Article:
Wake Forest Virginia Cavaliers cardinals
"amanda sort" Discussed on WBZ NewsRadio 1030

WBZ NewsRadio 1030

03:27 min | 5 months ago

"amanda sort" Discussed on WBZ NewsRadio 1030

"Of calling more witnesses seem to be listening the most closely in the room it is notable that while senators are paying attention far far fewer centers actually seem to be taking copious notes with the exception of those six stand out so we've been talking about all week long Susan Collins is just writing nonstop next two days of senators asking questions of both sides that will begin tomorrow the president's lawyers insist they did nothing wrong in his dealings with Ukraine they accused Democrats of over reaching the forget state to to WBZ newsradio tonight at seven wheel of an hour long special on the impeachment trial Palestinian president Mahmoud Abbas says a thousand knows to president trump's proposal for Mideast peace in trump unveiled his long awaited Middle East peace plan standing with Israeli prime minister Benjamin Netanyahu in the White House for the first time in many many decades I can say it will work it's going to work if they do this it will work the plan calls for the creation of a state for Palestinians but they would have to meet requirements Palestinians would get a capital and what the president called eastern Jerusalem but he also insisted Jerusalem will remain Israel's undivided capital Karen Travers ABC news the White House the military is being tight lipped about a crash in Afghanistan the US military is confirmed that it was an Air Force aircraft that crashed in Taliban controlled territory in eastern Afghanistan Monday but not much else is known a military spokesman said the crash is under investigation and there is no information on casualties the spokesman did say there's no indication the aircraft was brought down by enemy fire as has been claimed by the Taliban and Afghan forces were sent to the crash site and were ambushed by the Taliban that is correspondent bills them for the United Nations says Saul of the Iraqi trials of captured ISIS fighters may have been on fair Iraq has tried thousands of cases under its anti terrorism laws but the you and says it has serious concerns about how some of these trials were conducted it says in some cases defendants merely sold food or prepared meals or even acted as human shields for ISIS out of necessity or under coercion there have been allegations of torture during interrogations some of these trials involved foreign defendants from eleven different countries in many cases death sentences were handed down by the services can be McCormick a federal appeals court appearance skeptical as civil rights groups sought to allow legal challenges to the president's ban on travelers from predominately Muslim countries to move forward judges today noting there's already been a twenty eighteen Supreme Court ruling upholding the band the twenty seventeen band Sparta international outcry from advocates who said it was rooted in religious bias the justice department is looking for the fourth US circuit court of appeals to dismiss the lawsuit citing a Supreme Court ruling in a separate case that found the travel ban as a legitimate grounding in national security concerns three forty eight hello Amanda sorted held after being arraigned for murder in the shooting death of a Lawrence man Anderson cruise is charged with gunning down one but he's still my Shia areas in June of twenty eighteen will be back in court next month some of those who survived and those who saw Monday's deadly marina firing northeastern Alabama say they are struggling I'm Jim chrysalis Scottsboro Alabama witnesses to the deadly boat dock fire along the Tennessee River including Valerie more won't soon forget the early morning **** she woken disagreements for help and Schulz so fire all I could see was just a solid sheet of flying.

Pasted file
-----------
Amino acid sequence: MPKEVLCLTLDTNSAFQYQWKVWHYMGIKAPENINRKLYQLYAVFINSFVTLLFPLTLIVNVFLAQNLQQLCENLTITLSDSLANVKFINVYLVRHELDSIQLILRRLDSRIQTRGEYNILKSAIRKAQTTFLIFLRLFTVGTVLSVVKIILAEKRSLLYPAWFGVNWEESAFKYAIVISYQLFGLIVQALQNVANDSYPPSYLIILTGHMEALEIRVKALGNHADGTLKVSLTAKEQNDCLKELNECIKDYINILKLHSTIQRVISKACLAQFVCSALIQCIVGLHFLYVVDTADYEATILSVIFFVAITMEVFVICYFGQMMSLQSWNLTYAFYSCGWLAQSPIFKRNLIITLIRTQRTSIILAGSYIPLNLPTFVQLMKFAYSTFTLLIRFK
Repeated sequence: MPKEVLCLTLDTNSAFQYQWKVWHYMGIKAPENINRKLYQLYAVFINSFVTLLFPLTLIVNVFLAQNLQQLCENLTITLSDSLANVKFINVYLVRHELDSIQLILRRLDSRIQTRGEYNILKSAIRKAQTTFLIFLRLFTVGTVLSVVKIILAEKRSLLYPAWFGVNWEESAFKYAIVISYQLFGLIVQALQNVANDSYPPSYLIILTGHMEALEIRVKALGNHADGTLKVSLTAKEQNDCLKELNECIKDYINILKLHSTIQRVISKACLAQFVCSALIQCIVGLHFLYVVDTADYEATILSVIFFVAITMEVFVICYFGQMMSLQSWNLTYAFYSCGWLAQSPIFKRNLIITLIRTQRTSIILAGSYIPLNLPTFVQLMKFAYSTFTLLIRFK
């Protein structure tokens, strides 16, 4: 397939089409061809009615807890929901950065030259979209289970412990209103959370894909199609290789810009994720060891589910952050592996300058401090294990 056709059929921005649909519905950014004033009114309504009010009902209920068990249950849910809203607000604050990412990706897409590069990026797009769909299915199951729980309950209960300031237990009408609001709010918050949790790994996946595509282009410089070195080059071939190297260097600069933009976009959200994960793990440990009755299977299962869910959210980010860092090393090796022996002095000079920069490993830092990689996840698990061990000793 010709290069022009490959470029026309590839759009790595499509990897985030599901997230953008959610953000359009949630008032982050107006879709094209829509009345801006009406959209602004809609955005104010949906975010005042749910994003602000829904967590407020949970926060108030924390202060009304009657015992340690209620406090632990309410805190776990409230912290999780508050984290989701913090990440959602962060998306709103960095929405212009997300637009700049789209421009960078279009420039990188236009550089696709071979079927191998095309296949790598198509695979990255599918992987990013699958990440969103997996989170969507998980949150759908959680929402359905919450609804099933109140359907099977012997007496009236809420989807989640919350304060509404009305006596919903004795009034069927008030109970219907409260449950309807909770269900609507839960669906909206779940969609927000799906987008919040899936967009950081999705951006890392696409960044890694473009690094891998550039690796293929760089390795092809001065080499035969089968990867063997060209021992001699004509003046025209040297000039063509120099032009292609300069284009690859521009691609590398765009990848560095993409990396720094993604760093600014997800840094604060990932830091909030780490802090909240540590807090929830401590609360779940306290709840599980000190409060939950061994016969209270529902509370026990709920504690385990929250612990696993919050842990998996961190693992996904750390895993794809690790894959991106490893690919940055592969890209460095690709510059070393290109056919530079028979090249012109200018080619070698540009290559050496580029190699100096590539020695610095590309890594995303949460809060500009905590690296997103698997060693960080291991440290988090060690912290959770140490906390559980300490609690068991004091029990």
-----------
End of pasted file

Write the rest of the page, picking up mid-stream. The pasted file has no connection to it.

"amanda sort" Discussed on NewsRadio 1080 KRLD

NewsRadio 1080 KRLD

04:17 min | 5 months ago

"amanda sort" Discussed on NewsRadio 1080 KRLD